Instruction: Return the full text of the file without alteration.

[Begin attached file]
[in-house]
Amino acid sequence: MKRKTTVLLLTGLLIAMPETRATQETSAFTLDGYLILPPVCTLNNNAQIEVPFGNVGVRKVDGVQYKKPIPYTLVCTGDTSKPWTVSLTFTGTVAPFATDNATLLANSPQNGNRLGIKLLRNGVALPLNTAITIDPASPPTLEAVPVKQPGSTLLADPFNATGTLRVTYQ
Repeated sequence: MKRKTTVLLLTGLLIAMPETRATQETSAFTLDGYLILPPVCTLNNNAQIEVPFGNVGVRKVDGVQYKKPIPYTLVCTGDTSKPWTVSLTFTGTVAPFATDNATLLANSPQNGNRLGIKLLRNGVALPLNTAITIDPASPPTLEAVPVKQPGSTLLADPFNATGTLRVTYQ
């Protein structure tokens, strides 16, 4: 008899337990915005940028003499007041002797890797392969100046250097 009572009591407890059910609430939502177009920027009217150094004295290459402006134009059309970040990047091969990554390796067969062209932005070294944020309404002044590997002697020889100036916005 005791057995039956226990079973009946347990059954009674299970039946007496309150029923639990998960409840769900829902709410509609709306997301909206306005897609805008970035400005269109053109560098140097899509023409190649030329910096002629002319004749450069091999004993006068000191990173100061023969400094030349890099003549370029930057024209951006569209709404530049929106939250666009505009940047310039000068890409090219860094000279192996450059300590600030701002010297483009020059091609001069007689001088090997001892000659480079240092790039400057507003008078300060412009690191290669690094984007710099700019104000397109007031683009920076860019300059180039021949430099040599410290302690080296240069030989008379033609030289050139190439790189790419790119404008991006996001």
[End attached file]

[in-house]
Amino acid sequence: MKRKTTVLLLTGLLIAMPETRATQETSAFTLDGYLILPPVCTLNNNAQIEVPFGNVGVRKVDGVQYKKPIPYTLVCTGDTSKPWTVSLTFTGTVAPFATDNATLLANSPQNGNRLGIKLLRNGVALPLNTAITIDPASPPTLEAVPVKQPGSTLLADPFNATGTLRVTYQ
Repeated sequence: MKRKTTVLLLTGLLIAMPETRATQETSAFTLDGYLILPPVCTLNNNAQIEVPFGNVGVRKVDGVQYKKPIPYTLVCTGDTSKPWTVSLTFTGTVAPFATDNATLLANSPQNGNRLGIKLLRNGVALPLNTAITIDPASPPTLEAVPVKQPGSTLLADPFNATGTLRVTYQ
């Protein structure tokens, strides 16, 4: 008899337990915005940028003499007041002797890797392969100046250097 009572009591407890059910609430939502177009920027009217150094004295290459402006134009059309970040990047091969990554390796067969062209932005070294944020309404002044590997002697020889100036916005 005791057995039956226990079973009946347990059954009674299970039946007496309150029923639990998960409840769900829902709410509609709306997301909206306005897609805008970035400005269109053109560098140097899509023409190649030329910096002629002319004749450069091999004993006068000191990173100061023969400094030349890099003549370029930057024209951006569209709404530049929106939250666009505009940047310039000068890409090219860094000279192996450059300590600030701002010297483009020059091609001069007689001088090997001892000659480079240092790039400057507003008078300060412009690191290669690094984007710099700019104000397109007031683009920076860019300059180039021949430099040599410290302690080296240069030989008379033609030289050139190439790189790419790119404008991006996001």